titled, in two parts



I.  Identity

crise always never knowing d’identité mirrors remain unhelpful crise photos only archival de conscience i’ve only ever known what i used to be, visions of what i will become crise what i am remains the (in)variable unknown d’identité reflection always foreign, a stranger—the ‘Hello my name is…’ forever blank;   i have at various times played the Black Widow Gambit, relying on who i was with Her and without;  and Her always either just leaving or just arriving; stay,  it seems, only applied to my execution  crise it is up for debate whether the scars make part of who i am or vice-versa d’identité  i’ve grown accustomed to not knowing my own name, moments where i do not respond to      … one time, after several drinks, i thought i met the man in the mirror—having passed out soon after, i forgot to ask his name   crise   i’ve carried around this cahier, grateful it’s never been lost (no one would know to whom it should be returned);  every word written with my right hand, but i can only tell you what the left looks like d’indentité  i remember very well what they both have caressed, including my own abandoned form;  no book i’ve ever owned has been inscribed; bills addressed to resident; despite regular prompt payments to the phone company, i’ve never heard it ring; it seems long ago i should have ceased posing the question, content with shadows, one-handed scribblings, unaddressed whispers, blank sheets, one hand, empty sheets… i’ve too often heard ‘Good bye.’  i’m holding out for just one ‘Good night ______’; just one.

II.  Obituary


The Greeks did not write obituaries; after a man died they only asked one question:
Did he have passion?
Dean to Jonathan in “Serendipity”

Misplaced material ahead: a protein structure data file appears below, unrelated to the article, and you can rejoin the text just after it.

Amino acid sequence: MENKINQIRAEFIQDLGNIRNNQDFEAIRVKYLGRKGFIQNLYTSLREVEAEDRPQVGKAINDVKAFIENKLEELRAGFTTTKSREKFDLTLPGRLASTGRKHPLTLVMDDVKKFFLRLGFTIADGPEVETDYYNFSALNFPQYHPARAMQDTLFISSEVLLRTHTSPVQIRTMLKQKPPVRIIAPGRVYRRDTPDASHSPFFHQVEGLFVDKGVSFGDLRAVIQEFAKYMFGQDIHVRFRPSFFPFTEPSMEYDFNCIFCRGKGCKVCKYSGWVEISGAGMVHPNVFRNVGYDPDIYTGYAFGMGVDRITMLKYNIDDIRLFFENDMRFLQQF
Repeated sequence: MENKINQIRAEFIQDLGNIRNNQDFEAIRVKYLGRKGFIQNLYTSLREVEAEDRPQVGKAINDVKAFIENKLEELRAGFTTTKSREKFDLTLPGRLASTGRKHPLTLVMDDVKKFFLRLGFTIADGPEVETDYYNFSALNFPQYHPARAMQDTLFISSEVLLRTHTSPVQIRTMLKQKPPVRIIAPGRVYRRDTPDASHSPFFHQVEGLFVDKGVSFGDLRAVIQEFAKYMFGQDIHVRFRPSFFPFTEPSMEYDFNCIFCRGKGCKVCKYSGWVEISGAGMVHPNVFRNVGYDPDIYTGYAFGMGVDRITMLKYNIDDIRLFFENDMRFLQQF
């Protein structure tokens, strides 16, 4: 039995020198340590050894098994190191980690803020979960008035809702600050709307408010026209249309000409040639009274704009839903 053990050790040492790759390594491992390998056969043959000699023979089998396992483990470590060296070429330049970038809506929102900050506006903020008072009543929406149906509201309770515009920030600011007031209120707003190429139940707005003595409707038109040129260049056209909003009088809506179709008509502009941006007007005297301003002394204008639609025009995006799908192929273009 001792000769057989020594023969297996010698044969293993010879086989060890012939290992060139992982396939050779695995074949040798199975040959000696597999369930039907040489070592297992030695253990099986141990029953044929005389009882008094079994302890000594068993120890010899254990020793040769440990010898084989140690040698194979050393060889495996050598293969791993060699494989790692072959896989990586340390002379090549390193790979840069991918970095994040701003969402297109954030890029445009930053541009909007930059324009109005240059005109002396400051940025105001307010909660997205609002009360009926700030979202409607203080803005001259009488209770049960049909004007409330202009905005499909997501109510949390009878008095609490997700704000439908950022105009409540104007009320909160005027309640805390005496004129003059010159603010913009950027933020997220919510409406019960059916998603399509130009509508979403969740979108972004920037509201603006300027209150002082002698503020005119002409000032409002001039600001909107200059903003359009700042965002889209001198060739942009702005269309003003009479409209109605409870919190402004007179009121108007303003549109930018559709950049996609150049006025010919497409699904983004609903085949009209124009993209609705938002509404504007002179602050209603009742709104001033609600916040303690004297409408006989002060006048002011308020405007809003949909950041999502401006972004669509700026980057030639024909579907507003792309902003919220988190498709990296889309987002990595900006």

DS, sometime poet, sometime friend, died last night due to complications under as yet misunderstood circumstances.  At this time, it is only confirmed that he died by his own hand.   His final days are a mystery, though it seems that pieces of his life remain less so.  It is certain that he loved, evidenced by the scarring of three vaguely female forms etched just below the skin on the left side of his chest. The women of his life were always either just leaving or just arriving (why wouldn’t they stay?)—reflections in his eyes and nothing more.  His struggle was complicated by the fact that he defined himself by what he used to be or what he would become; his inability to ever know who he was proved debilitating.                                           .   He was found with an un-dog-eared copy of Endless Life, a small black cahier and a fountain pen, from which the ink  would fall onto paper then leap onto loose lips, and  from loose lips, ink spatter, sprayed as much as said, would fall onto deaf ears and into mute eyes; we can say with confidence that too few understood.   His teeth were stained Bordeaux, he smelled of sage flower and vanilla.  Ink had shaded portions of his right hand and the tip of his left index finger.  His eyes were open. The room echoed with a sax and trumpet, a wine glass shatter.  Nearby, next to the drunken shards, a map, several roads marked “Too few, too few.”   He is survived by a few poems, some scattered, some tattered; by innumerous filled and dusty bookshelves; by the words bouleversant and authentic; by manuscripts long unopened.   Services have not yet been arranged, though it is thought that he only wanted one question to be asked by mourners, and if the answer should prove to be no, that he be buried without…

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